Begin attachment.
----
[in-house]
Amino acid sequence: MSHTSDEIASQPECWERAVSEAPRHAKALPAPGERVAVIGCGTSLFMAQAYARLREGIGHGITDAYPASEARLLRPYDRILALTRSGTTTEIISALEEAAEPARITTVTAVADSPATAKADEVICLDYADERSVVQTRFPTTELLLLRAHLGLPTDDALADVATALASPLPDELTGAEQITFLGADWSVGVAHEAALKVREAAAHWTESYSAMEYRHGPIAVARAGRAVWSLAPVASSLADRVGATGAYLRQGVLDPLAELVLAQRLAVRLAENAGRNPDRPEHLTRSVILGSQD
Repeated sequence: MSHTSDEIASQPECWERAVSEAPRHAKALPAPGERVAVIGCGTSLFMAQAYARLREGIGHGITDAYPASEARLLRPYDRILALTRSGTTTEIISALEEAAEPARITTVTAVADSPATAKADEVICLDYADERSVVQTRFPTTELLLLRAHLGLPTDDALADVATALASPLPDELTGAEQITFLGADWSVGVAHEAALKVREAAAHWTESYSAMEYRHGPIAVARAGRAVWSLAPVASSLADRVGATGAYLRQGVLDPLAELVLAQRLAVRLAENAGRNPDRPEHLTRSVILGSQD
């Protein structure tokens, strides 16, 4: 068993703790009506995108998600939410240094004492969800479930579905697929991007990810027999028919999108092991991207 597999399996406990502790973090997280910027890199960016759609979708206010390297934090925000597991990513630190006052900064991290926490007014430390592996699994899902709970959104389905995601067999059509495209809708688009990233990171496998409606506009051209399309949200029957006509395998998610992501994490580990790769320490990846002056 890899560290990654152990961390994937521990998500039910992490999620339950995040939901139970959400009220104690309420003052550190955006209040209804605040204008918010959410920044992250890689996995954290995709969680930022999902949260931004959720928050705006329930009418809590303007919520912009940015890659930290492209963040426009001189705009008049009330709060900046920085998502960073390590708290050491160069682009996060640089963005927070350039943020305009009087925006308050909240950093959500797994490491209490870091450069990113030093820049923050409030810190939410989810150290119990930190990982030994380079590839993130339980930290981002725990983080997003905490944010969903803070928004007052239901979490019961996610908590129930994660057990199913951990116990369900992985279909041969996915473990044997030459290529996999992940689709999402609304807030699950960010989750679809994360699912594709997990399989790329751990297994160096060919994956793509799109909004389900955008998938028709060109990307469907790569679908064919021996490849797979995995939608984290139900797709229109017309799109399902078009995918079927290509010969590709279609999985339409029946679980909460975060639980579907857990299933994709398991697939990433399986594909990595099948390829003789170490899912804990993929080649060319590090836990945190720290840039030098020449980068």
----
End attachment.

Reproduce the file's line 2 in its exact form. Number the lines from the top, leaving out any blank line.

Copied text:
Amino acid sequence: MSHTSDEIASQPECWERAVSEAPRHAKALPAPGERVAVIGCGTSLFMAQAYARLREGIGHGITDAYPASEARLLRPYDRILALTRSGTTTEIISALEEAAEPARITTVTAVADSPATAKADEVICLDYADERSVVQTRFPTTELLLLRAHLGLPTDDALADVATALASPLPDELTGAEQITFLGADWSVGVAHEAALKVREAAAHWTESYSAMEYRHGPIAVARAGRAVWSLAPVASSLADRVGATGAYLRQGVLDPLAELVLAQRLAVRLAENAGRNPDRPEHLTRSVILGSQD